LPNPA soon became a centre of reference, renowned at the international level. This prompted the Malagasy government to turn it into the National Institute for Nuclear Science and Technology, in 1992. Many staff scientists who work in the Physics Department in Madagascar capital city of Antananarivo were trained there, like many African students who work on their PhD thesis nowadays.

Meanwhile in 1989, with seven other fellow scientists, he set up the African Regional Cooperative Agreement for Research, Development and Training related to NST (AFRA), serving as the president in the AFRA-Fields Management Committee (AFRA- FMC) from 2001 to 2002.

Andriambololona's interests, however, were not restricted solely to nuclear energy. He is an expert in linear and multilinear algebra and applications, Quantum Field Theory, special and general theory of relativity, radiation protection, environmental pollutions; he also had an impact in social sectors such as development problems in developing countries.

He is also the Executive President of the Commission Raoelina Andriambololona pour la NANOtechnologie (CORANANO), which had been set up in 2013 by the Ministry of Higher Education and Scientific Research, where Andriambololona sits as its Executive President.

"Nanotechnology is one of the most rapidly developing technologies today, which will have an enormous impact on societies and human life. Many applications — like energy storage, water remediation, food processing and storage — are tied to the UN Sustainable Development Goals. Therefore, nanotechnology and development are intimately intertwined, and important for the development of Madagascar," he maintained.

Colleagues describe him as self-directed and motivated. But he was, and still is also strongly determined: "I never gave up in my career, and always promoted science with policymakers and governments, knowing that they do not keep science high in consideration because they need immediate results, which science cannot give."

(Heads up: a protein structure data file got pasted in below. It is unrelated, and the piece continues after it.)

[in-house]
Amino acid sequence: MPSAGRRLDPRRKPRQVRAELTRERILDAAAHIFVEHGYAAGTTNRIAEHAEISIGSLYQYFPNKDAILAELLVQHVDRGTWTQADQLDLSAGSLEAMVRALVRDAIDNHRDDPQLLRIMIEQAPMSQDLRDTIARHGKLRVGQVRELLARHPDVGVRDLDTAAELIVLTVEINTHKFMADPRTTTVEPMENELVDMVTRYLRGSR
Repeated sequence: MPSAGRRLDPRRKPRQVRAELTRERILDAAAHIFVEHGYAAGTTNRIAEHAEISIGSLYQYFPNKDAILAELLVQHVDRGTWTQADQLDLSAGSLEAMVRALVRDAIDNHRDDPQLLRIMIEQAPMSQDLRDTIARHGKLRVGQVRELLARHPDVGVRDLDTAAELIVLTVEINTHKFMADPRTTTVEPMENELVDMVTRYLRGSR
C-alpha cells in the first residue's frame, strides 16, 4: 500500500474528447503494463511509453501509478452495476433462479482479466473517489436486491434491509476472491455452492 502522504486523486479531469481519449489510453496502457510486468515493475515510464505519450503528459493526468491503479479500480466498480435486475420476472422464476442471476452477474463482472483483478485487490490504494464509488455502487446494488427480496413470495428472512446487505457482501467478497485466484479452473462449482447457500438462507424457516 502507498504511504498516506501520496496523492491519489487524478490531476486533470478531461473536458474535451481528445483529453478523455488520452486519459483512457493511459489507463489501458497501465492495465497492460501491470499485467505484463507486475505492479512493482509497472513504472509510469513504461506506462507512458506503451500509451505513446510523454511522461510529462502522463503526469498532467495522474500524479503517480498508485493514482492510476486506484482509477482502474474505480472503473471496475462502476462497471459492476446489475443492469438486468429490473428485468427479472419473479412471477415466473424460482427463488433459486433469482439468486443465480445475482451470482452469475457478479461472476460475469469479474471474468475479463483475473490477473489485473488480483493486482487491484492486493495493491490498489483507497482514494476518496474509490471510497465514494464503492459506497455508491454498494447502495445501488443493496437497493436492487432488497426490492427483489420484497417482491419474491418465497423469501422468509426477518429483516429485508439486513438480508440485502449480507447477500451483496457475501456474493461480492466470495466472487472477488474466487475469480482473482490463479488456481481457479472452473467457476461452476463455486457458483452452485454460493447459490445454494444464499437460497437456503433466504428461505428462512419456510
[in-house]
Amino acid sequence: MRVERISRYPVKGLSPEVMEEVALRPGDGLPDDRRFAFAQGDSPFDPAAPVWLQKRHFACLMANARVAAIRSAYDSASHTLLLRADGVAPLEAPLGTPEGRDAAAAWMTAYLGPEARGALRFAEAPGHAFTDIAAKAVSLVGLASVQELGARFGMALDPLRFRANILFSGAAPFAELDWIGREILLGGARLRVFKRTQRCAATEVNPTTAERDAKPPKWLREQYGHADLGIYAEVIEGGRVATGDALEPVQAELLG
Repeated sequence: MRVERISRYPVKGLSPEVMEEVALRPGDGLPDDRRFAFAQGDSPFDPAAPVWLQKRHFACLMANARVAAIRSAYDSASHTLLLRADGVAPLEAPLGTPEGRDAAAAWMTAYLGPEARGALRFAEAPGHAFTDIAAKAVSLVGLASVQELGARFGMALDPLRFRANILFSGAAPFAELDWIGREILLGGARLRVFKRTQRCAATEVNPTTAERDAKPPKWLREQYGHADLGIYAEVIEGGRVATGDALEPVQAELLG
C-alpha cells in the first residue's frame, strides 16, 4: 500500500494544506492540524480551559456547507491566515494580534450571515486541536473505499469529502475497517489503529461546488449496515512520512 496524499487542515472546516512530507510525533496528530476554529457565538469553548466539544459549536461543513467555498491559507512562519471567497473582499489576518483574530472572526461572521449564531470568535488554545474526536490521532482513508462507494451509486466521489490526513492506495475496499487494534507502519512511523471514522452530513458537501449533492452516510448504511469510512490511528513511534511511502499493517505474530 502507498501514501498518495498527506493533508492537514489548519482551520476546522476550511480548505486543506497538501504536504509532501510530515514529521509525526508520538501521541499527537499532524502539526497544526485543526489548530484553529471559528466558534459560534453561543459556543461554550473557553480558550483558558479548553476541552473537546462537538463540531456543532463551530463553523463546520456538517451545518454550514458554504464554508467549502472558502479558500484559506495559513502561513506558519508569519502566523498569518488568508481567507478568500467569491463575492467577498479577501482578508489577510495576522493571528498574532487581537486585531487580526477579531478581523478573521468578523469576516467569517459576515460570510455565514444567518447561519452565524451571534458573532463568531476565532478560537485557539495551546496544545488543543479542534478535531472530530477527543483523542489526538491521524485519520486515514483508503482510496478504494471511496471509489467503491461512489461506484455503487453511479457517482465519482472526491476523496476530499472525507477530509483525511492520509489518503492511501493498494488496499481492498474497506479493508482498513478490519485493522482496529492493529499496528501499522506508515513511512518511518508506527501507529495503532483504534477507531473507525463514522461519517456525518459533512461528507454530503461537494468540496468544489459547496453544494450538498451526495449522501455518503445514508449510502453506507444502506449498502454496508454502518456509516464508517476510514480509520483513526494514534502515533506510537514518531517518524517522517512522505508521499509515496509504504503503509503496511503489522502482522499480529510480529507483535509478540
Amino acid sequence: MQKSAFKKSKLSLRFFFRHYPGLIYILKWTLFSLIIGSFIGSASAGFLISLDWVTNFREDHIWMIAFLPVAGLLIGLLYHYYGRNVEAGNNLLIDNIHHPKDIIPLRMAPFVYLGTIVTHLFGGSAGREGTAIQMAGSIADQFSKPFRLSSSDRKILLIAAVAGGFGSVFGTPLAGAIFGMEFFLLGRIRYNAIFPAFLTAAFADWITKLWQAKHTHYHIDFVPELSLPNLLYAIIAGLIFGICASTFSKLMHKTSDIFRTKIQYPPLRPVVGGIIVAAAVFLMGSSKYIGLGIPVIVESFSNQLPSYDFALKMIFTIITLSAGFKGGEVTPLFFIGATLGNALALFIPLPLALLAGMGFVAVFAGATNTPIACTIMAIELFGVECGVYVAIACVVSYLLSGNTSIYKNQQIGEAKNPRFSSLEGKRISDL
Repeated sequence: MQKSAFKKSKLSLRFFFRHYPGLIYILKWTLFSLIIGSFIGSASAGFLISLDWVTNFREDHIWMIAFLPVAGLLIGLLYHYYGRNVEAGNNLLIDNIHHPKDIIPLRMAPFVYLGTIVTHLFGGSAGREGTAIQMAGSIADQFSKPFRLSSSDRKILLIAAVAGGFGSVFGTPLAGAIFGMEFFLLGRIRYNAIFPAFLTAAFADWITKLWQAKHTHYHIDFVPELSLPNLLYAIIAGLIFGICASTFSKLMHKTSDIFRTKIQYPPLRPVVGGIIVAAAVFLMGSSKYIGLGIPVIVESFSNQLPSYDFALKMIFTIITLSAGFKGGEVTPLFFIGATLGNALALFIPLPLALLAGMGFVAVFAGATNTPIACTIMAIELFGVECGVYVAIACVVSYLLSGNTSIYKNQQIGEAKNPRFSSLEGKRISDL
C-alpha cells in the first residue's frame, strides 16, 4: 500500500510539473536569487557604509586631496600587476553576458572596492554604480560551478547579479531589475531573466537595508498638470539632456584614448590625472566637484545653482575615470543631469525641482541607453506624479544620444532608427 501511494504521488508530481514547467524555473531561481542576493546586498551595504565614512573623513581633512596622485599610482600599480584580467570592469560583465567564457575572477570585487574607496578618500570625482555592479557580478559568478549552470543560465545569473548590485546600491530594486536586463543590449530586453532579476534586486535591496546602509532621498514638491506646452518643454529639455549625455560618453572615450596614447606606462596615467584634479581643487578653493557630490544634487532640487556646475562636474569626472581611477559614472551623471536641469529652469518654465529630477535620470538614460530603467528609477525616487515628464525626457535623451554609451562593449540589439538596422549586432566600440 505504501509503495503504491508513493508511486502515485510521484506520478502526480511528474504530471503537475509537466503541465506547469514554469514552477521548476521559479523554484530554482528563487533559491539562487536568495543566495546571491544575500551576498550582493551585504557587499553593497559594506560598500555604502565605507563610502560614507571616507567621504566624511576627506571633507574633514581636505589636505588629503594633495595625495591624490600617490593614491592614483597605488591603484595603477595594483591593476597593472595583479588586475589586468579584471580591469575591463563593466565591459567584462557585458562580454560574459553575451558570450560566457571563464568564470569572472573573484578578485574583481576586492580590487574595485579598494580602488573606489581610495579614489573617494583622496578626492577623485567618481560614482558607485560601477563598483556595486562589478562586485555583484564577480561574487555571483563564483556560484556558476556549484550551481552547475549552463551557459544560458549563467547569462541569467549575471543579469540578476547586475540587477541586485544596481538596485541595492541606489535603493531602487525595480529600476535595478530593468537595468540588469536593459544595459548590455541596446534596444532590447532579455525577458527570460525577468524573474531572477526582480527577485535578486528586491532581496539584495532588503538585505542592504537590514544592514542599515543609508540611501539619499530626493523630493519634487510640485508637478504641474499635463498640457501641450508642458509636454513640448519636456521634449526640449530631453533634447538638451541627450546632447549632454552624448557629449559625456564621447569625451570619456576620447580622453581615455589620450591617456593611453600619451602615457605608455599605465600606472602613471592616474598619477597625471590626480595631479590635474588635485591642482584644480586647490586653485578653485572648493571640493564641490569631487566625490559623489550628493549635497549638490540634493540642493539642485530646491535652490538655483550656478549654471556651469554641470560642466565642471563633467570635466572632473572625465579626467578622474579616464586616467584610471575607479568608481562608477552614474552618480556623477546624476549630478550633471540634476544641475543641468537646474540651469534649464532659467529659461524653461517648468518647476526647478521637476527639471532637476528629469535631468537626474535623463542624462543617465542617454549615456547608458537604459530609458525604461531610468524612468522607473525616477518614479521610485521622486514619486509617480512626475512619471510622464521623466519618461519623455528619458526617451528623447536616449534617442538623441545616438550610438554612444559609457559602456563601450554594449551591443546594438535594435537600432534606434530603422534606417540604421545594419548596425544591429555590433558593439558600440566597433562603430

He is a Fellow of the most prestigious international academies and associations including the International Energy Foundation (IEF), the New York Academy of Sciences, the American Physical Society and the European Physical Society. Among his awards, there is the Grand Croix de 2ème classe de I'Ordre National Malagasy (1997) and the Commandeur de I'Ordre du Mérite de Madagascar (1991).

A Nature lover, professor Andriambololona used to exercise and jog. Now he keeps himself in good health with long outdoor walks. His thoughts are always for the new generations of Malagasy scientists: "Some of my former students left the country to work in advanced countries, but many stayed despite the unmotivating salaries and difficulties," he said. "These contributed to developing research and higher education in the country. This is why I consider the C.N.R. Rao prize a reward for all the efforts I've made to develop scientific research in Madagascar."

Andriambololona is the second Malagasy recipient of the C.N.R. Rao Award: in 2006 compatriot Philippe Rasoanaivo was a co-winner with TWAS Fellow Berhanu M. Abegaz.


Cristina Serra

About the TWAS-C.N.R. Rao Award for Scientific Research
The award, named after TWAS Founding Fellow and former president C.N.R. Rao, carries a cash award of USD5,000 generously provided by Professor Rao. It is designed to honour TWAS Fellows from the Least Developed Countries (LDCs), who have made significant contributions to global science. Winners of the past three editions were: Evelyne Isaack Mbede, Tanzania (2019); Yeya Tiemoko Touré, Mali (2018); Kalulu Taba, Congo Dem. Rep. (2017). For more information about the award, please visit the page: